Concern mounts as another Armenian dies in Aleppo

Eye on Syria: Concern mounts as another Armenian dies in Aleppo


Concern mounts as another Armenian dies in Aleppo



In the Near East, where clashes between rebels and the state army continue inflicting heavy human casualties, two passenger buses from Aleppo to Beirut suffered from an armed assault, leaving one Armenian dead, 16 more injured. 

Press Service of the Armenian Ministry of Foreign Affairs reports, with reference to the Armenian Embassy in Damascus, that the victim was a mother of two, 40-year-old Tamar Varvaryan-Srunyan (her husband and two children are among the injured passengers). Two of the injured Armenians are in life-threatening condition. 

Zhirair Reissian, press secretary of Aleppo’s Berio Armenian Diocese, told ArmeniaNow that some got checked out after receiving first aid, others are under doctors’ supervision. 

“No changes in the city, the armed clashes continue, with gunshots and explosions and unceasing human casualties,” says Reissian, adding that leaving Aleppo is challenging, too, that is why few people would take the risk. 

The hostilities of the past two years in Syria, with its 80,000-member Armenian community, have taken more than a 100,000 lives, 50 among them Armenian.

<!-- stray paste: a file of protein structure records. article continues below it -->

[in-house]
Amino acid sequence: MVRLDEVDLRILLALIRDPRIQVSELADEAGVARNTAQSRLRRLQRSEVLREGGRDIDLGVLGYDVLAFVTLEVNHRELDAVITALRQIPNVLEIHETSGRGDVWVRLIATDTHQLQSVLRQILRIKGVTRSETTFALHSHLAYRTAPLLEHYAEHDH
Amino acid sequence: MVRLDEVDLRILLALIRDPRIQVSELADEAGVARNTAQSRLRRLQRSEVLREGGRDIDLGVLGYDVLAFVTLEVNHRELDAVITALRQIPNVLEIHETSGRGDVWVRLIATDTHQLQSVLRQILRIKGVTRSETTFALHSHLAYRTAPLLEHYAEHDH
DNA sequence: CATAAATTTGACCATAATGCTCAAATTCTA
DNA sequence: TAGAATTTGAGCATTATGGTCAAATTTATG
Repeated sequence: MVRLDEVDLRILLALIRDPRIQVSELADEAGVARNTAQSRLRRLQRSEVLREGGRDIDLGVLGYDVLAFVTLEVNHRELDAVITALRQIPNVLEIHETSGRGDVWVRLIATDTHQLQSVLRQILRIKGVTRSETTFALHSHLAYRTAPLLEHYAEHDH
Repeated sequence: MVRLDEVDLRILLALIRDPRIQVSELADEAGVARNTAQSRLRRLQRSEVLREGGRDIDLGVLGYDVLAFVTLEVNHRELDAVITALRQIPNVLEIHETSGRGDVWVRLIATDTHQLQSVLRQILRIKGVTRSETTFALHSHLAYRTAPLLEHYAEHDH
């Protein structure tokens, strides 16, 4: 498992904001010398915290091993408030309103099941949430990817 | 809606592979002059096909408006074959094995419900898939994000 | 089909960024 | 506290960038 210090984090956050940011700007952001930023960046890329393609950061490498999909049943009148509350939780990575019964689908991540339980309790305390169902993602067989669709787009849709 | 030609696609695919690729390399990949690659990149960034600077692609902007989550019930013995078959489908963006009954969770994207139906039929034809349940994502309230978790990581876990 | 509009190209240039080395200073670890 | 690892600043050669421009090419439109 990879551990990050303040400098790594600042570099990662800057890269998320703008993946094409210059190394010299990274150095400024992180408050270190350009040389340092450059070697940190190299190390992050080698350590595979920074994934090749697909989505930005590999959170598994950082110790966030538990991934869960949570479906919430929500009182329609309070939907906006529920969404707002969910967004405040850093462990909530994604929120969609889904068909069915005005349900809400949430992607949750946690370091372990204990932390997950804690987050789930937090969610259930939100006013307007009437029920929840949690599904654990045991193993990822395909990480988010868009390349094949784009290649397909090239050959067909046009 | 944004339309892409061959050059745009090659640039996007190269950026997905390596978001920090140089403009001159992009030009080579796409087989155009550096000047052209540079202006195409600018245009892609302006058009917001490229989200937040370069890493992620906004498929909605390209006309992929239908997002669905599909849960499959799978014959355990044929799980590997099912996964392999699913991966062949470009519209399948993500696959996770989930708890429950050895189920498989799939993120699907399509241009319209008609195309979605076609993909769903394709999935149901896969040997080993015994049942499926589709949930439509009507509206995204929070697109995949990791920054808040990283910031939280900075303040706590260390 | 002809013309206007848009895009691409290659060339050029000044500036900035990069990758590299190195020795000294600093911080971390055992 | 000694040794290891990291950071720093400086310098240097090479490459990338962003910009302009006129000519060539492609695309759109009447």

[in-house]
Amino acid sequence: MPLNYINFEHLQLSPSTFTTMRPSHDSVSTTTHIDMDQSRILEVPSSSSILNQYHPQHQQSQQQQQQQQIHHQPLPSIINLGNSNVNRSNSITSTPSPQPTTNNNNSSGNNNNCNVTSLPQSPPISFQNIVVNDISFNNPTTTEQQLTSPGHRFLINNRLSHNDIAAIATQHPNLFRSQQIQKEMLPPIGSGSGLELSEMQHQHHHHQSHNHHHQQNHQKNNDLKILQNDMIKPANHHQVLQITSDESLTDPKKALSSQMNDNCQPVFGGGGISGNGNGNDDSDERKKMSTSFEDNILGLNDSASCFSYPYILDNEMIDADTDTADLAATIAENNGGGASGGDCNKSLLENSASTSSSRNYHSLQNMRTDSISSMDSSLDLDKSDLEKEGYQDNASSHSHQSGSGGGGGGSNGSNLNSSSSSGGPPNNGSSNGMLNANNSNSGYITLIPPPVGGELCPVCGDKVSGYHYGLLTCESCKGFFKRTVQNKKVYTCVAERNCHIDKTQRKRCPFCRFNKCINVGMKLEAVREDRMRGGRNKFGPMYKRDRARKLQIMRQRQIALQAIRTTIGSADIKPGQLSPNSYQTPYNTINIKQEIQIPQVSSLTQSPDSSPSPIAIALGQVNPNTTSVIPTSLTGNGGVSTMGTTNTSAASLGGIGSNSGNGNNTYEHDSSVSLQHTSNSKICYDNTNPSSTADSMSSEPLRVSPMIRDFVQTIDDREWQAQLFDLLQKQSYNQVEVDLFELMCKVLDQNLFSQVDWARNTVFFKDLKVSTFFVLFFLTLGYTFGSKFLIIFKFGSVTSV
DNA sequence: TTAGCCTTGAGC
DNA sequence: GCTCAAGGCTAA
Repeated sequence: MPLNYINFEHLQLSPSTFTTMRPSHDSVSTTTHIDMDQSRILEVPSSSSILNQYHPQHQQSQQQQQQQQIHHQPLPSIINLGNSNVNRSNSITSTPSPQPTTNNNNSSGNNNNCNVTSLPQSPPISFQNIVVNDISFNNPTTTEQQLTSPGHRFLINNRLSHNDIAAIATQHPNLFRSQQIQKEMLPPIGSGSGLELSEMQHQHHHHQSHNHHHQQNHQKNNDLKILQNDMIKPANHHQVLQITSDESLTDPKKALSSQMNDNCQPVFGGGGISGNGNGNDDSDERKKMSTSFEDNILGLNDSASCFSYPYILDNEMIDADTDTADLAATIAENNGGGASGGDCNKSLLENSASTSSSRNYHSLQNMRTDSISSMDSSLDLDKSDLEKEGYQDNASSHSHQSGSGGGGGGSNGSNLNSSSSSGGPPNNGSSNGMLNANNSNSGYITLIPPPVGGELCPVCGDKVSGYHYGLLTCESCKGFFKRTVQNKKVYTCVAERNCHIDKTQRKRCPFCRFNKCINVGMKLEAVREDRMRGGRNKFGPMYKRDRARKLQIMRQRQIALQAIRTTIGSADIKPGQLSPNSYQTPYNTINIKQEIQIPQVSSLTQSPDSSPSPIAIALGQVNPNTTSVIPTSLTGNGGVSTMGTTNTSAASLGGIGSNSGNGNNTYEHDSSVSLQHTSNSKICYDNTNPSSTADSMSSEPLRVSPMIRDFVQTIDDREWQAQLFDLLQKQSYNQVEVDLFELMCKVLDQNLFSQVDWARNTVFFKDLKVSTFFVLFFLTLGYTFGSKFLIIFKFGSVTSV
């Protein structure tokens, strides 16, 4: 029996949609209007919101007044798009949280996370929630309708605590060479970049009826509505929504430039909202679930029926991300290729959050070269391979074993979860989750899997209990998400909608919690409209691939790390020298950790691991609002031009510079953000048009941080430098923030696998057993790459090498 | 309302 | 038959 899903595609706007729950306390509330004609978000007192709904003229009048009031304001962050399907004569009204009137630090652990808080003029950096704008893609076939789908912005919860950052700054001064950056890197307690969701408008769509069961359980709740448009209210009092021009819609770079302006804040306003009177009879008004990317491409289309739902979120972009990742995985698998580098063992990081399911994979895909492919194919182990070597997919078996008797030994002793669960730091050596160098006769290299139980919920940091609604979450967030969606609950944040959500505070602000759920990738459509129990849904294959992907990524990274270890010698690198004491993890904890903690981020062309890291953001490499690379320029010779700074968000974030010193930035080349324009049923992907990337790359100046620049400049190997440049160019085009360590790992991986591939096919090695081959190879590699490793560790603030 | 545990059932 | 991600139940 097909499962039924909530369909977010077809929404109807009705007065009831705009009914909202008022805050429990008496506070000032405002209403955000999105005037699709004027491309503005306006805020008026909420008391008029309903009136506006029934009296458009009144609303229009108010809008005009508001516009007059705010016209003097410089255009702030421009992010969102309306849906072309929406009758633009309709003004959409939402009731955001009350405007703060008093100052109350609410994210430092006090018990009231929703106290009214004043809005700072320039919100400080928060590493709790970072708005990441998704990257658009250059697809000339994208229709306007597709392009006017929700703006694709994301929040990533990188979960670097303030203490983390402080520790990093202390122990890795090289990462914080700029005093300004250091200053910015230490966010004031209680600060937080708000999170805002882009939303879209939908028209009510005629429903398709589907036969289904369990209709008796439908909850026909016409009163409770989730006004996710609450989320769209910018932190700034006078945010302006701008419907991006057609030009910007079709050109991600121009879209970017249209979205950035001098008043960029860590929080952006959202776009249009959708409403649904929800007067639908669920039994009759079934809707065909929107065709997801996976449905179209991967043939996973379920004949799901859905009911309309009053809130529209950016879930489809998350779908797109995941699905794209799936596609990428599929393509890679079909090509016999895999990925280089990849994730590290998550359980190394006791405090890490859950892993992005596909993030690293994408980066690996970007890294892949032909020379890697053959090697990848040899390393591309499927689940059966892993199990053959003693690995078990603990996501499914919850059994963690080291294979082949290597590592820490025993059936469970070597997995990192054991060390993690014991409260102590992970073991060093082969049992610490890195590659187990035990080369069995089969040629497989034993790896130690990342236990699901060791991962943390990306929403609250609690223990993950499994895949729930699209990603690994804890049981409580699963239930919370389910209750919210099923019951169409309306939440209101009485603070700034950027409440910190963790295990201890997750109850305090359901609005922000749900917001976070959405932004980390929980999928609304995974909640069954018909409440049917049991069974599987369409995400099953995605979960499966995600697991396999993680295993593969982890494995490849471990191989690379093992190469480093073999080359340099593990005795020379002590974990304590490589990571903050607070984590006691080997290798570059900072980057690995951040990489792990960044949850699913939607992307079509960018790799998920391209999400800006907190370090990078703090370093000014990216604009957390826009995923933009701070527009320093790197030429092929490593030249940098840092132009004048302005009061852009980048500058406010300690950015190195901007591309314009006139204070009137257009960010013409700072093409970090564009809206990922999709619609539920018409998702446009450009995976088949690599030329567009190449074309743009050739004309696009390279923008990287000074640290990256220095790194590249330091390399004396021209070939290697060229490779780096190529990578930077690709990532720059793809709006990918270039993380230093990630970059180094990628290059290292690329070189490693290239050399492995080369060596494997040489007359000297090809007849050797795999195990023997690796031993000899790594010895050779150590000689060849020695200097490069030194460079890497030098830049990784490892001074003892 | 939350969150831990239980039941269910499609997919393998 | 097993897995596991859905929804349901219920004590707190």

Chief of Staff at the Diaspora Ministry Firdus Zakaryan, also leading the task force group managing Syrian-Armenians’ issues, told ArmeniaNow there are currently around 9,000 Syrian-Armenians in Armenia at the moment. Their inflow has stopped because of the blocked air and land communications. 

Syria remains to be gravely challenged with unrest. There has been news recently that the authorities are using chemical weapon against the opposition. Days ago General Martin Dempsey, US Chairman of the Joint Chiefs of Staff, reporting to the US Congress, outlined five options for U.S. military action in the Syrian conflict, according to which the United States can provide “a train, advise and assist mission”, which could raise opposition fighters’ capabilities but carries a risk that extremists could gain access to U.S. weapons; limited stand-off strikes, establishing a no-fly zone or buffer zones. The last, most complex option Dempsey outlined — controlling chemical weapons — would require a no-fly zone, air and missile strikes and thousands of troops on the ground. 

Giro Manoyan, leading the Armenian Revolutionary Federation Dashnaktsutyun’s Armenian Cause office in Yerevan, told ArmeniaNow that only Turkey and Qatar support the external extremist forces in Syria, others are trying to localize the issue one way or another and deter the forces that have come from the outside, however the Syrian people pay the price for all of it, and so are the Armenians living there. 

“Armenia has to keep in touch as much as possible with all the key forces, so that should the need arise it could turn to one of them for the protection of Armenia’s interests – in this case the safety of the Armenian community of Syria, which I believe is more or less being done,” says Manoyan. 

By Gohar Abrahamyan 
ArmeniaNow reporter

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